Churches exist at every point on the health spectrum, from imminent death to thriving growth. Many churches are dying because they haven’t done anything kingdom focused in years. Others are providing intentional discipleship but seem to want all the benefits to remain in house.
Still other churches are basking in the fruit of years of intentional discipleship and ministry, but recoil at the idea that God may desire to send some of that fruit out … permanently. If churches and pastors labor for their name and fame, their ministry reach will be short. Why? Because everything is kept or killed based on their personal ROI — return on investment.
While a personal return is better than no return, I want to challenge you to think in terms of KROI —– kingdom return on investment. This emphasis reminds us that all we do is ultimately about the kingdom of God. It rescues us from worrying about what we gain from or what we invest in ministry. All our resources (people, time, money) were given by God for His glory, not ours. Consequently, we never lose when we invest in His kingdom work. What does this look like in real time? Consider the following scenarios:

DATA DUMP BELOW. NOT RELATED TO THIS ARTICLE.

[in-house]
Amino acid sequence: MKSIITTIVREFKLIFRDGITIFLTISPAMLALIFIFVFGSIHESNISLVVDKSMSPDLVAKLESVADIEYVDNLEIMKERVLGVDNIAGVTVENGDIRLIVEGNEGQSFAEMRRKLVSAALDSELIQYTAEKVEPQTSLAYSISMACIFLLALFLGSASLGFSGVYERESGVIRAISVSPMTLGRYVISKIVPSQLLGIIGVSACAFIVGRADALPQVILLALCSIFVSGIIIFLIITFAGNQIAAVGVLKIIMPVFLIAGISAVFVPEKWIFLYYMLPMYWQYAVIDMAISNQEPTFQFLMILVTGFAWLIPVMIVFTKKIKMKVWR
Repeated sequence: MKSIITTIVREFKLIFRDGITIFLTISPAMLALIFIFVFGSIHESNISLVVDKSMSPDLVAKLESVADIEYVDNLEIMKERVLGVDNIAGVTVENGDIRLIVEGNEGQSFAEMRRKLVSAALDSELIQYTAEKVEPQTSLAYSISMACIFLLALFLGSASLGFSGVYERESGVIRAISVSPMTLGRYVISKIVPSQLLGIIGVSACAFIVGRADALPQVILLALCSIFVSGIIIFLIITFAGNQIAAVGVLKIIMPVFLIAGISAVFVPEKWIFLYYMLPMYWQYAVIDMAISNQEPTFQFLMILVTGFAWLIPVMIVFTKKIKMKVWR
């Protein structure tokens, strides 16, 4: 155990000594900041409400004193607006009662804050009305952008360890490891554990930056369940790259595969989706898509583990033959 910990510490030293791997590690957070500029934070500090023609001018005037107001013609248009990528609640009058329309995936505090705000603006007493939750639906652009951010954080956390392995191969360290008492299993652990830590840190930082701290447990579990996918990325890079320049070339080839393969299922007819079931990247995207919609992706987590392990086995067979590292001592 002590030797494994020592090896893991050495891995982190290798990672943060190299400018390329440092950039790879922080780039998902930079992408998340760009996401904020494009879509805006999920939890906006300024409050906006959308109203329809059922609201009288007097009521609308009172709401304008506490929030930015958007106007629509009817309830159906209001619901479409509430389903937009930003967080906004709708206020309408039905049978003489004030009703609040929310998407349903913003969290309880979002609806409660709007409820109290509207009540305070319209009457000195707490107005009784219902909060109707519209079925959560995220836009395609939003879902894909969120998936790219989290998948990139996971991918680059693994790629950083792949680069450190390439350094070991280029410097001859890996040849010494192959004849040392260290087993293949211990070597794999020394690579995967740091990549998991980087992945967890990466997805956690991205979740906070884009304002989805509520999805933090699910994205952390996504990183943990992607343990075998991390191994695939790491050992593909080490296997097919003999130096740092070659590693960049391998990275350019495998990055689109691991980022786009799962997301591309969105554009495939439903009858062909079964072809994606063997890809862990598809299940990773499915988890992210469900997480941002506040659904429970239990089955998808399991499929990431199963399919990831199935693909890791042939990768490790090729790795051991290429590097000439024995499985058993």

• When our best couple leaves the church for the mission field, we win.
• When God sends out some of our best members to serve other churches, we win.
• When our pastor leaves to do a more fruitful work elsewhere, we win.
• When people leave our church to serve God more faithfully in another church, we win.
• When we send out church members to plant other churches instead of keeping them to help our church grow larger, we win.
In other words, success is not ultimately defined by the ebb and flow of our church membership. Furthermore, being serious about local church membership and ministry and having solid theology are not opposed to looking beyond the walls of our churches; in fact, they demand it!
So, would you …
• Encourage your members to go to the mission field?
• Send members out to answer the call to ministry?
• Give up members to go plant churches (that usually reach more people than established churches)?
You just might find that your church makes more use of its resources, produces more fruit, experiences renewed joy and purpose and sees God abundantly replace all that you thought you gave away. May God give us the grace to send out what was never ours to keep! B&R